Managing Through Regulatory Enforcement

Leading a federally insured financial institution through a regulatory enforcement order will most assuredly rank as the most trying challenge of a bank executive’s career. Excepting instances of fraud, egregious mismanagement or blatant disregard for regulatory direction, banks generally enter into regulatory agreements under extraordinary financial stress borne from aggressive lending during boom times, followed by the inevitable borrower fallout resulting from a punishing economic downturn. As a rule, banks in this category fall into “troubled condition,” and for many, the very viability of the institution is called into question.

For these institutions, the toxic blend of regulatory pressure, capital depletion, shareholder unrest and director dissatisfaction serves to exacerbate an already untenable situation, dampening the morale of executives and employees alike. Furthermore, management must swiftly redirect its talents and skills from production and growth strategies to loss mitigation and strengthening the bank’s risk management and control infrastructure. Most importantly, management must exercise tremendous care to not only attend to the regulatory and operational matters at hand, but to exude confidence to all of the bank’s stakeholders that the bank will survive and ultimately emerge as a stronger institution.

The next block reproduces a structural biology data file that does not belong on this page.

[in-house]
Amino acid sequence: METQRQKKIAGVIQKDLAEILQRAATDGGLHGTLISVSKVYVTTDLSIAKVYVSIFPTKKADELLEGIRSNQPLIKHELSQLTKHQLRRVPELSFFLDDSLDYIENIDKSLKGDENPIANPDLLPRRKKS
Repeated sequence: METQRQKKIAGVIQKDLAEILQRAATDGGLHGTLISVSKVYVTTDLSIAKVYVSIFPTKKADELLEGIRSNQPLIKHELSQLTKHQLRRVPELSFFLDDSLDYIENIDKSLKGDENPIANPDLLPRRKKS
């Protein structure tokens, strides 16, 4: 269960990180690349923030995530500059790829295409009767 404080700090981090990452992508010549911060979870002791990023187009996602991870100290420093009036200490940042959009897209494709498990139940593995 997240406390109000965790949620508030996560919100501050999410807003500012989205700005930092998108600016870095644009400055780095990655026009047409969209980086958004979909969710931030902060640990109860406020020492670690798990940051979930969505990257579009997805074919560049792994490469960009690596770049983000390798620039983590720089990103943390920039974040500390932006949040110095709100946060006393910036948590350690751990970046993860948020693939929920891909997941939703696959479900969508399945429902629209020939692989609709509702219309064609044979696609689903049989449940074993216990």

Regulatory Risk Management Stage #1 – Avoidance

The optimal strategy for avoiding the regulatory penalty box is to avoid excessive risk taking, particularly in the areas of credit and liquidity management. Many of today’s troubled institutions pursued growth strategies that involved the loosening of traditional loan underwriting standards, and fueled that growth with high-cost, unstable non-core funding. Many of these banks built up concentrations of loans exceeding prudent capital multiples, thereby compounding losses as those sectors were economically harmed.

Perhaps a bank’s most guarded asset is its reputation. Publicized distinction as a “troubled institution” heightens a bank’s reputation risk, undoing, in most cases, decades of hard work and goodwill in the community, and leading to the defection of loyal customers.